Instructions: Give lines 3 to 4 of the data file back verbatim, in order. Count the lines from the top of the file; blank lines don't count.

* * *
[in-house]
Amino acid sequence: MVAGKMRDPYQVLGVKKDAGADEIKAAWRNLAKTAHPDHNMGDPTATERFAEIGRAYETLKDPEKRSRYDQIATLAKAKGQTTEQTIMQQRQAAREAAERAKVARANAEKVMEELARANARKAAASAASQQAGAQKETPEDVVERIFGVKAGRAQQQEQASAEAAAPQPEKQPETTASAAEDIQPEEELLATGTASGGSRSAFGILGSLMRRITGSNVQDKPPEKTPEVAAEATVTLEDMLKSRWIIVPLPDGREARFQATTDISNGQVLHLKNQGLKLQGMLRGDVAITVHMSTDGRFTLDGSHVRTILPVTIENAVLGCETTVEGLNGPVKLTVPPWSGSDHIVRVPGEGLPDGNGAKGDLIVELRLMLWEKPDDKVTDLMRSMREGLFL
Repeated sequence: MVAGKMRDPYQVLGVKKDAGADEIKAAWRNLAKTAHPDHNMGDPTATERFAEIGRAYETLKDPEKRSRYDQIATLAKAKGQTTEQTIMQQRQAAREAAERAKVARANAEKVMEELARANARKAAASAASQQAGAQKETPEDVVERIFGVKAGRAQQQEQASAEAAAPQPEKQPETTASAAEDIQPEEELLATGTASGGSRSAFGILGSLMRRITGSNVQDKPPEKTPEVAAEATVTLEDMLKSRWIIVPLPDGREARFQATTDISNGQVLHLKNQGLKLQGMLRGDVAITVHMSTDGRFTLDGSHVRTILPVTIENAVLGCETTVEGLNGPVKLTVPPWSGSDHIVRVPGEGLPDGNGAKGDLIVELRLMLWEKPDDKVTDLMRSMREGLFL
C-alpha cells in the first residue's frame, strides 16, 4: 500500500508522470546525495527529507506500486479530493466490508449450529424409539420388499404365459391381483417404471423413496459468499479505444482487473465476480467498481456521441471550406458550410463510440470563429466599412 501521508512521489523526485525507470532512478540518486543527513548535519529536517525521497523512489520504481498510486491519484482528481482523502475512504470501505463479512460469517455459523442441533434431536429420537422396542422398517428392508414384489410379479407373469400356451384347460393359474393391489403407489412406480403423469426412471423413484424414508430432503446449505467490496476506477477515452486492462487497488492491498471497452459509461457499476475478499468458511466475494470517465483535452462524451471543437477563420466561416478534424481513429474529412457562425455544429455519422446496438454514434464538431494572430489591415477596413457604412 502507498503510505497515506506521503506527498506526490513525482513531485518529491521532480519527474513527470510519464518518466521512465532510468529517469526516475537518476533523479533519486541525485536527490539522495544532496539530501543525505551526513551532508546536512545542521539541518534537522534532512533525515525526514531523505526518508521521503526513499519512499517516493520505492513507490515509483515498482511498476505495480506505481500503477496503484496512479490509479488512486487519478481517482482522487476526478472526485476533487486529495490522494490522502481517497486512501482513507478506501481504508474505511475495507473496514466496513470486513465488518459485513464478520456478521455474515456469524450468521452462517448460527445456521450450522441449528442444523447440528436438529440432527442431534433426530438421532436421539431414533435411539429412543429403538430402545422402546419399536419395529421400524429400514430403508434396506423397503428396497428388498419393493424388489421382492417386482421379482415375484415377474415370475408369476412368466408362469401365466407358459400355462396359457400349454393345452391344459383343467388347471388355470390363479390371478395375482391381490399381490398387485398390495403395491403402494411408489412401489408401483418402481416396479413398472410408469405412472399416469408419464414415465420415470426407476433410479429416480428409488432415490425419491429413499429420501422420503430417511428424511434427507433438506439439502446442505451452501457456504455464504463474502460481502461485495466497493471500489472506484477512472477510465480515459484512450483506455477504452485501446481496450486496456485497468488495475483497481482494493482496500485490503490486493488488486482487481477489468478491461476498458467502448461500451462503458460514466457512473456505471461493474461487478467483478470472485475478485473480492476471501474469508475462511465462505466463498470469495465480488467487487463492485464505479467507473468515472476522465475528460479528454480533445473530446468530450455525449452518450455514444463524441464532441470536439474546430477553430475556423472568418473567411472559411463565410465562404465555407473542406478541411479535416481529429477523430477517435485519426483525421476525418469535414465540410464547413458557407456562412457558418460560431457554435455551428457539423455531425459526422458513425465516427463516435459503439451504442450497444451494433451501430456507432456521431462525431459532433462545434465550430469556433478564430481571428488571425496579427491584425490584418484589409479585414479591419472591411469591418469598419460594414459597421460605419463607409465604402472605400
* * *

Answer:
Repeated sequence: MVAGKMRDPYQVLGVKKDAGADEIKAAWRNLAKTAHPDHNMGDPTATERFAEIGRAYETLKDPEKRSRYDQIATLAKAKGQTTEQTIMQQRQAAREAAERAKVARANAEKVMEELARANARKAAASAASQQAGAQKETPEDVVERIFGVKAGRAQQQEQASAEAAAPQPEKQPETTASAAEDIQPEEELLATGTASGGSRSAFGILGSLMRRITGSNVQDKPPEKTPEVAAEATVTLEDMLKSRWIIVPLPDGREARFQATTDISNGQVLHLKNQGLKLQGMLRGDVAITVHMSTDGRFTLDGSHVRTILPVTIENAVLGCETTVEGLNGPVKLTVPPWSGSDHIVRVPGEGLPDGNGAKGDLIVELRLMLWEKPDDKVTDLMRSMREGLFL
C-alpha cells in the first residue's frame, strides 16, 4: 500500500508522470546525495527529507506500486479530493466490508449450529424409539420388499404365459391381483417404471423413496459468499479505444482487473465476480467498481456521441471550406458550410463510440470563429466599412 501521508512521489523526485525507470532512478540518486543527513548535519529536517525521497523512489520504481498510486491519484482528481482523502475512504470501505463479512460469517455459523442441533434431536429420537422396542422398517428392508414384489410379479407373469400356451384347460393359474393391489403407489412406480403423469426412471423413484424414508430432503446449505467490496476506477477515452486492462487497488492491498471497452459509461457499476475478499468458511466475494470517465483535452462524451471543437477563420466561416478534424481513429474529412457562425455544429455519422446496438454514434464538431494572430489591415477596413457604412 502507498503510505497515506506521503506527498506526490513525482513531485518529491521532480519527474513527470510519464518518466521512465532510468529517469526516475537518476533523479533519486541525485536527490539522495544532496539530501543525505551526513551532508546536512545542521539541518534537522534532512533525515525526514531523505526518508521521503526513499519512499517516493520505492513507490515509483515498482511498476505495480506505481500503477496503484496512479490509479488512486487519478481517482482522487476526478472526485476533487486529495490522494490522502481517497486512501482513507478506501481504508474505511475495507473496514466496513470486513465488518459485513464478520456478521455474515456469524450468521452462517448460527445456521450450522441449528442444523447440528436438529440432527442431534433426530438421532436421539431414533435411539429412543429403538430402545422402546419399536419395529421400524429400514430403508434396506423397503428396497428388498419393493424388489421382492417386482421379482415375484415377474415370475408369476412368466408362469401365466407358459400355462396359457400349454393345452391344459383343467388347471388355470390363479390371478395375482391381490399381490398387485398390495403395491403402494411408489412401489408401483418402481416396479413398472410408469405412472399416469408419464414415465420415470426407476433410479429416480428409488432415490425419491429413499429420501422420503430417511428424511434427507433438506439439502446442505451452501457456504455464504463474502460481502461485495466497493471500489472506484477512472477510465480515459484512450483506455477504452485501446481496450486496456485497468488495475483497481482494493482496500485490503490486493488488486482487481477489468478491461476498458467502448461500451462503458460514466457512473456505471461493474461487478467483478470472485475478485473480492476471501474469508475462511465462505466463498470469495465480488467487487463492485464505479467507473468515472476522465475528460479528454480533445473530446468530450455525449452518450455514444463524441464532441470536439474546430477553430475556423472568418473567411472559411463565410465562404465555407473542406478541411479535416481529429477523430477517435485519426483525421476525418469535414465540410464547413458557407456562412457558418460560431457554435455551428457539423455531425459526422458513425465516427463516435459503439451504442450497444451494433451501430456507432456521431462525431459532433462545434465550430469556433478564430481571428488571425496579427491584425490584418484589409479585414479591419472591411469591418469598419460594414459597421460605419463607409465604402472605400